There has been so much to write about that I have not tracked recent attacks from Gaza in a while now.  It is, however, several days, indeed weeks, since the situation has heated up there again.  Once more, the people of southern Israel are enduring rockets attacks from Gaza.  

Following an earlier barrage of some 60 rockets and mortars, there was a Grad katyusha rocket attack on Netivot on Friday, in which a house was damaged, although its residents made it into a shelter in time.  Earlier today two rockets landed in the Eshkol Regional Council.


As is the norm for this situation, the Israeli Air Force does sorties into Gaza in retaliation, sometimes taking out terrorists as they are preparing to launch a rocket.  This was the case today, when one Palestinian Arab was killed and another wounded in a strike.

An IDF source is cited by YNet as saying:

“The IDF will not tolerate any attack on Israeli citizens and soldiers and will continue to operate with resolve and force against anyone who conducts terrorist activities against Israel. The Hamas organization is the address and they are responsible.”

Well, I sigh when I hear this, for it’s almost as if there might be a recording of this announcement that is played at intervals. They launch rockets, we make our announcement and go in and hit a few people, it gets quiet for a time, and then it starts again.


When last this happened, I was reluctant to even think about a more forceful response, because it seemed that Israel was on the edge of war with Iran and that such an escalated action would be very ill-timed.

But now?  It now longer seems that war with Iran is quite so imminent (whatever the implications of that, for good or bad).  And I’m back to wondering precisely what it means when the IDF says it will not tolerate attacks on Israeli citizens and soldiers.


There is, however, one matter of note with regard to this situation right now:

Yesterday, the IAF, working in cooperation with the Shin Bet, fired a missile at terrorists as they were riding a motorcycle in Jabalyia, a terrorist hotbed in northern Gaza.  Two men — Hisham Saedni and Ashraf al-Sabah — were killed and a third wounded. 

What is significant is not just that they were said to be planning an attack, but that these terrorists were affiliated with the global al-Qaeda terrorist network.  In fact, according to Reuters, they were the two most senior members of al-Qaeda in Gaza. Hisham is said to have been a founder of the “Shura Council of Mujahedin in Jerusalem,” which has taken credit for several attacks including the most recent Grad launching. He also apparently had links to jihadi circles in Egypt, Jordan and elsewhere.

This exposes the reality of the presence of al-Qaeda operatives in Gaza. We’ve moved beyond the relatively amateur and “moderate” Hamas to something bigger and it is important that the world be aware of this. 

So, good indeed that these guys were taken out.  But in my humble opinion, if the Shin Bet is aware of the whereabouts in Gaza of such terrorists, they should be hit at every opportunity and not just when there have been rockets launched or they are in the midst of preparing an attack. They represent an on-going and escalating danger to the civilians of Israel and should be responded to as such.


I will note here, as well, that the refrain that is used by the IDF — which reflects government policy — that Hamas is the address and held responsible, may be outdated.  Hamas, which is nominally in control of Gaza, is not in all instances able to control the likes of al-Qaeda.  It’s time for a bold new policy that addresses a new situation.

Hamas has its own organizational difficulties and policy confusion at present, and perhaps I will touch on this soon.


Do not believe everything you read. That is a proviso that applies in all times and all circumstances. But particularly is it the case during an election season.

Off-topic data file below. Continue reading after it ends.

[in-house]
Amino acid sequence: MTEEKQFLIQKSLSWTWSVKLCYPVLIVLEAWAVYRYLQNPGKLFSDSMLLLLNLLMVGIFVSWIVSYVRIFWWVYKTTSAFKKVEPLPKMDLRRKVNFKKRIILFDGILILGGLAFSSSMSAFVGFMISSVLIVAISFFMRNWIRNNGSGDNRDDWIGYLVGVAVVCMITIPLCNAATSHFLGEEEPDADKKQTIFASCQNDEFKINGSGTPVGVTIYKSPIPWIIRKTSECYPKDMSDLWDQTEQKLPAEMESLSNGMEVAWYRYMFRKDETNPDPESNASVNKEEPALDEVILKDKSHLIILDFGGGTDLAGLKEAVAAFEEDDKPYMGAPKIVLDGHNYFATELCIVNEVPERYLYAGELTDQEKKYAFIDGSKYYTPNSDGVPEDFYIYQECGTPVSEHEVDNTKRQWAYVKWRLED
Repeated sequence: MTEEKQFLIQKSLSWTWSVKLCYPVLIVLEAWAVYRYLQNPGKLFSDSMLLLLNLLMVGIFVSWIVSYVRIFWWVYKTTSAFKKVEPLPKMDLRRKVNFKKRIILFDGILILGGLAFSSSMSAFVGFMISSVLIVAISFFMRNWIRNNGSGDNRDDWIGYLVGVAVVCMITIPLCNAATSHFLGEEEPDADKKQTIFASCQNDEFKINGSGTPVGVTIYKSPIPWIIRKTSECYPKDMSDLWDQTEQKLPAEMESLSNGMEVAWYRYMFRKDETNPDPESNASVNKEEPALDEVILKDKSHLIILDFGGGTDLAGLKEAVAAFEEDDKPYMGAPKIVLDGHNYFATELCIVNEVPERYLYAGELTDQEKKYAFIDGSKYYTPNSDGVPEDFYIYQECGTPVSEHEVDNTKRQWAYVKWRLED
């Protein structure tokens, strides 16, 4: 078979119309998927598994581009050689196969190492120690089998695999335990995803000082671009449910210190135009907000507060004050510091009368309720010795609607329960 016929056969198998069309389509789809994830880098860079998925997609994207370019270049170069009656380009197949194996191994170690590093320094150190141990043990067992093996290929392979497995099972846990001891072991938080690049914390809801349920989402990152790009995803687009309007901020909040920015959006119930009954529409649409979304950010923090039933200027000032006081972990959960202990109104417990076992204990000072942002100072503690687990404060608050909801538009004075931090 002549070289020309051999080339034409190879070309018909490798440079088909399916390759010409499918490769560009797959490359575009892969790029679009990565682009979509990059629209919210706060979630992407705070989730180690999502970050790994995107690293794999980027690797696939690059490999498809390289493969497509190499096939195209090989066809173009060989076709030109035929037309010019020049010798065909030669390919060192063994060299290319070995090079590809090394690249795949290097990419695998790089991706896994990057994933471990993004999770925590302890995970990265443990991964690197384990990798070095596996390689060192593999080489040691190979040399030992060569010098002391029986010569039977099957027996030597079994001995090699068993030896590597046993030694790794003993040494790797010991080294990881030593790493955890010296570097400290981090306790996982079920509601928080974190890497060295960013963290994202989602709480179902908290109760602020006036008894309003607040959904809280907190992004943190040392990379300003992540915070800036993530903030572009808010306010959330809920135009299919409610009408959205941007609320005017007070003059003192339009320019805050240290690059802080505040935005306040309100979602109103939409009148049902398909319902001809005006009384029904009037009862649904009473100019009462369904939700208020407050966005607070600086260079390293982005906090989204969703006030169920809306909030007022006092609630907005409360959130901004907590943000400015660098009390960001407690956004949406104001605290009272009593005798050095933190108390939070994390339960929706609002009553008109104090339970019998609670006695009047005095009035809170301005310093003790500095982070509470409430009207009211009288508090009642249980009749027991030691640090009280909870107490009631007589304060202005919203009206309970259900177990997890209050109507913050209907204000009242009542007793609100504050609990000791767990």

I feel compelled to comment on this because it has made so much press: PM Netanyahu is being accused of having had a readiness to give up the Golan Heights in 2010, in return for peace with Syria.  This was reported in the NYTimes yesterday, and by Yediot Achronot, and has been picked up by Daniel Pipes.

PM Netanyahu’s office is categorically denying this (emphasis added): 

“This was one of many initiatives proposed to Israel over the years. Israel has never accepted that proposal. It is an old and irrelevant proposal and its publication on the eve of elections is related to political considerations.”

Netanyahu is further cited by a close advisor as saying:

“At no point did I agree to relinquish the Golan Heights. As long as I am prime minister, there is no chance we will withdraw from the Golan Heights.”

What seems to be the case is that the Americans hatched this idea, in the hopes of getting Syria to cut all ties with Iran and Hezbollah.  There apparently were informal discussions with American envoys, including Dennis Ross — and quite frankly I cannot imagine Netanyahu refusing to discuss this with the Americans, as that is not his style. But there was never an agreement by Israel to go along with leaving the Golan.

State Department spokesperson Nuland just said, on this issue:

“Prior to the eruption of all of the violence in Syria, there were efforts to try to support contacts between Israel and Syrian officials…”

“Efforts to try to support contacts” is a very long way from an Israel agreement to relinquish the Golan or from actual negotiations between Israel and Syria.



Please, see as well the commentary by Dror Eydar, “A headline meant to shatter the Likud” (emphasis added):

Eydar refers to “Yediot’s false headline on Friday” that ‘Netanyahu agreed to full Golan Heights withdrawal.’

One only needs to read the article to see that there is little resemblance between its bombastic headline and the actual content of the story.

“Defense Minister Ehud Barak’s relationship with Netanyahu is currently not at its best, and it is also expedient for him to separate himself politically from the prime minister, and yet on Saturday he clearly stated that at no point did Netanyahu agree to withdraw from the Golan…”

What Eydar suggests is that Netanyahu may have tentatively agreed to explore possibilities in order to soften Obama with regard to what Israel was seeking on Iran.



© Arlene Kushner. This material is produced by Arlene Kushner, functioning as an independent journalist. Permission is granted for it to be reproduced only with proper attribution.